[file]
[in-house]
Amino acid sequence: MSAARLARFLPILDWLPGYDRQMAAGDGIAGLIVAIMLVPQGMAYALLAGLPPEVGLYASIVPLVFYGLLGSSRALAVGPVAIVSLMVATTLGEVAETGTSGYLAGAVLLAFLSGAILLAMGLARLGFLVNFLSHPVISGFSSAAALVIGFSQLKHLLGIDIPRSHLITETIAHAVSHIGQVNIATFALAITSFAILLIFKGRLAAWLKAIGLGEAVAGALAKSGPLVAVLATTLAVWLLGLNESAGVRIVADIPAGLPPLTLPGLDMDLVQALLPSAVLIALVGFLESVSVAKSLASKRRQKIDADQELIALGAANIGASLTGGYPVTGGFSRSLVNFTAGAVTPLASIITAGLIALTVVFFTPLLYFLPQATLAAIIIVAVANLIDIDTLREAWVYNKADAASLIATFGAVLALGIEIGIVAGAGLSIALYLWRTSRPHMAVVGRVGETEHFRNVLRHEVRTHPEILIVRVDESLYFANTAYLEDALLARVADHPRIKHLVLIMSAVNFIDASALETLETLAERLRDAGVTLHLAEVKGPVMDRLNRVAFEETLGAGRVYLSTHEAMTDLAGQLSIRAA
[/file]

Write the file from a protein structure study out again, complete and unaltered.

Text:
[in-house]
Amino acid sequence: MSAARLARFLPILDWLPGYDRQMAAGDGIAGLIVAIMLVPQGMAYALLAGLPPEVGLYASIVPLVFYGLLGSSRALAVGPVAIVSLMVATTLGEVAETGTSGYLAGAVLLAFLSGAILLAMGLARLGFLVNFLSHPVISGFSSAAALVIGFSQLKHLLGIDIPRSHLITETIAHAVSHIGQVNIATFALAITSFAILLIFKGRLAAWLKAIGLGEAVAGALAKSGPLVAVLATTLAVWLLGLNESAGVRIVADIPAGLPPLTLPGLDMDLVQALLPSAVLIALVGFLESVSVAKSLASKRRQKIDADQELIALGAANIGASLTGGYPVTGGFSRSLVNFTAGAVTPLASIITAGLIALTVVFFTPLLYFLPQATLAAIIIVAVANLIDIDTLREAWVYNKADAASLIATFGAVLALGIEIGIVAGAGLSIALYLWRTSRPHMAVVGRVGETEHFRNVLRHEVRTHPEILIVRVDESLYFANTAYLEDALLARVADHPRIKHLVLIMSAVNFIDASALETLETLAERLRDAGVTLHLAEVKGPVMDRLNRVAFEETLGAGRVYLSTHEAMTDLAGQLSIRAA